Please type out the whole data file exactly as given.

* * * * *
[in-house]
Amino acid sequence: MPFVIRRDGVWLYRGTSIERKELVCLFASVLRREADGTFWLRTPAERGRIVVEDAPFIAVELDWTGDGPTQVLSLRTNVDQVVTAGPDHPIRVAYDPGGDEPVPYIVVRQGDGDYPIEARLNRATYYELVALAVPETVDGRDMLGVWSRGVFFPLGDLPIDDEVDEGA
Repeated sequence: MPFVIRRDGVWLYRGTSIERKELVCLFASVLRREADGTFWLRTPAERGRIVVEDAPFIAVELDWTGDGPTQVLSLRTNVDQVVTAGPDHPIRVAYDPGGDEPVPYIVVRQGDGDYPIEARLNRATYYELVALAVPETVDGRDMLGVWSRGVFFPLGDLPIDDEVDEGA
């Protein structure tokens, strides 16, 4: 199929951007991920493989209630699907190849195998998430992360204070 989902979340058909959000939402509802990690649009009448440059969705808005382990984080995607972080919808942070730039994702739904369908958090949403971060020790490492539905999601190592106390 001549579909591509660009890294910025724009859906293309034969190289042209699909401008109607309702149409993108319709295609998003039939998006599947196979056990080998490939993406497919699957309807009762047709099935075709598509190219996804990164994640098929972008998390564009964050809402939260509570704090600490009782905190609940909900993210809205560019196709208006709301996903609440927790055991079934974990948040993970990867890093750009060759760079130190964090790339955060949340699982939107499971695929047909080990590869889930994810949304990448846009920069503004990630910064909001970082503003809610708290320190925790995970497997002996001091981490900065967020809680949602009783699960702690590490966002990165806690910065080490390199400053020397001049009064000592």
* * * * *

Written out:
[in-house]
Amino acid sequence: MPFVIRRDGVWLYRGTSIERKELVCLFASVLRREADGTFWLRTPAERGRIVVEDAPFIAVELDWTGDGPTQVLSLRTNVDQVVTAGPDHPIRVAYDPGGDEPVPYIVVRQGDGDYPIEARLNRATYYELVALAVPETVDGRDMLGVWSRGVFFPLGDLPIDDEVDEGA
Repeated sequence: MPFVIRRDGVWLYRGTSIERKELVCLFASVLRREADGTFWLRTPAERGRIVVEDAPFIAVELDWTGDGPTQVLSLRTNVDQVVTAGPDHPIRVAYDPGGDEPVPYIVVRQGDGDYPIEARLNRATYYELVALAVPETVDGRDMLGVWSRGVFFPLGDLPIDDEVDEGA
């Protein structure tokens, strides 16, 4: 199929951007991920493989209630699907190849195998998430992360204070 989902979340058909959000939402509802990690649009009448440059969705808005382990984080995607972080919808942070730039994702739904369908958090949403971060020790490492539905999601190592106390 001549579909591509660009890294910025724009859906293309034969190289042209699909401008109607309702149409993108319709295609998003039939998006599947196979056990080998490939993406497919699957309807009762047709099935075709598509190219996804990164994640098929972008998390564009964050809402939260509570704090600490009782905190609940909900993210809205560019196709208006709301996903609440927790055991079934974990948040993970990867890093750009060759760079130190964090790339955060949340699982939107499971695929047909080990590869889930994810949304990448846009920069503004990630910064909001970082503003809610708290320190925790995970497997002996001091981490900065967020809680949602009783699960702690590490966002990165806690910065080490390199400053020397001049009064000592």